Among the issues most commonly discussed are individuality, the rights of the individual, the limits of legitimate government, morality, history, economics, government policy, science, business, education, health care, energy, and man-made global warming evaluations. My posts are aimed at intelligent and rational individuals, whose comments are very welcome.

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28 September 2012

Obama: The American Government Respects All Religions

In his United Nations speech a few days ago, Obama said that the American government respected all religions.  Apparently, Obama has had a team of moral, theological, and epistemological experts evaluating the many religions in the world and they have decided that all of these religions are worthy of respect.  Or has he had this evaluation made?  Perhaps the only evaluation made was his own.  If he has had it made, under what power granted to the government under the Constitution did he have this evaluation made?

Was this issue put before the American people for a vote?  NO.  But if it had been put up for a vote and the majority had confirmed that it was their opinion that every religion was worthy of respect, what could be the result?  Government decrees that therefore every American shall respect every religion will surely not result in every American actually respecting every religion.  The only acts the government might take to enforce such a decree would be to suppress our freedoms of speech and press as protected in the First Amendment to the Constitution and to ignore all murders and other acts of violence or threats of violence issued in the name of a religion by whoever claimed religious freedom protection.

Obama's statement is nonsense, of course.  First, it is not at all true that every religion is worthy of respect.  I would argue that none are actually worthy of respect.  Many others believe their own is worthy of respect, but none or few others are.  Even very generous individuals toward the claims of the benefits of religion are likely to see some religions, which can be very inimical to living humans on Earth, as unworthy of respect.  In my own opinion, Islam is one religion with particularly few redeeming qualities and there are still worse religions out there.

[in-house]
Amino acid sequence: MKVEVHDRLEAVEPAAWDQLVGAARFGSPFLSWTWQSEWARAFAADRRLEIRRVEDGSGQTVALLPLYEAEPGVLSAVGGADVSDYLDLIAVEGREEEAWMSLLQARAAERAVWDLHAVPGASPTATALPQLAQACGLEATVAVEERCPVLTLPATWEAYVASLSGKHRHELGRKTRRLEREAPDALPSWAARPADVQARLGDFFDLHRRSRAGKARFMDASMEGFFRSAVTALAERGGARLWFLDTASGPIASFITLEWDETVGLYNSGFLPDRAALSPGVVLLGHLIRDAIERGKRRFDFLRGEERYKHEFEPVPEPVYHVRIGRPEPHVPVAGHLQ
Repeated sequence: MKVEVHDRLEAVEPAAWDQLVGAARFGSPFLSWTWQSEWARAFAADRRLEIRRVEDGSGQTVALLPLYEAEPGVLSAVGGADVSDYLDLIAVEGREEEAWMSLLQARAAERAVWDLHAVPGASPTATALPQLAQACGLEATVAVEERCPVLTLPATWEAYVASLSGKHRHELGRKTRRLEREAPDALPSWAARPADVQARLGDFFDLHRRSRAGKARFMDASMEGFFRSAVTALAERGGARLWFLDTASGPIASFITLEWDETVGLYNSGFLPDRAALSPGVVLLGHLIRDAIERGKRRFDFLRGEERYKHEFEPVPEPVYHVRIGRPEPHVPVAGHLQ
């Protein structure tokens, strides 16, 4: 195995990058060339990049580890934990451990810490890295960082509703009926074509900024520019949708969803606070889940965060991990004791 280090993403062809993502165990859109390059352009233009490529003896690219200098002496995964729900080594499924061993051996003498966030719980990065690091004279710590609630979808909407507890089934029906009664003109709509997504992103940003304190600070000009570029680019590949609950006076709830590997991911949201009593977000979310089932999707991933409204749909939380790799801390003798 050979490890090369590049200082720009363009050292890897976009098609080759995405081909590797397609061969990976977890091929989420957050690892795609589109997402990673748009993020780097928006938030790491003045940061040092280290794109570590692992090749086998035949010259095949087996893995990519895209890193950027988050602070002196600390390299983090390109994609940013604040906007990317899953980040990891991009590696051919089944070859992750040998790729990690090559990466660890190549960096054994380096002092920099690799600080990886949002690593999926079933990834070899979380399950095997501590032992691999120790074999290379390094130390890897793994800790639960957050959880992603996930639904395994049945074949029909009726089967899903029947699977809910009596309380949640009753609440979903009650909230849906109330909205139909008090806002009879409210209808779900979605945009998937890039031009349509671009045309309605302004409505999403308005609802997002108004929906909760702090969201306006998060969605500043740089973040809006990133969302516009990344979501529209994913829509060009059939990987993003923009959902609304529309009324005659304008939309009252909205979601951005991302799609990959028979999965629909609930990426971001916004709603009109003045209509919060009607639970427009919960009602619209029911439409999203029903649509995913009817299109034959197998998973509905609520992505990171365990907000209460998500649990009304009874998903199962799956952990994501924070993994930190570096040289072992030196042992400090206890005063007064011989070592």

No, the American government does not respect all religions.  What it does do is allow individual freedom of conscience, to include religious freedom.  To allow individuals their freedoms and their right to exercise the judgments of their own mind and conscience is not to actually approve of or respect their judgments.

It is critical to understand this.  If we do not understand it, then when we judge someone else' judgment to be bad, we have a tendency to want to interfere with their freedom to act on their judgment.  For instance, Mayor Bloomberg does not approve of super-sized soda drinks and wants them outlawed.  By right, he is free to be of the opinion that super-sized sodas are bad, but what he does not have the right to do is to outlaw them.  While the super-sized soda issue is obvious to many Americans, we do as a democratic mass of voters have a tendency toward outlawing many actions we do not like, simply because we would not do them personally or because we are ashamed that we do them.  Sometimes we outlaw acts which if done by most people might cause some problems, but which are actually done by few and cause no real problems at all.  For instance, it would harm the Republic if everyone became a physicist and therefore no one became a farmer.  Strangely, we never worry that everyone will become a physicist, but we do apparently worry that everyone will become gay.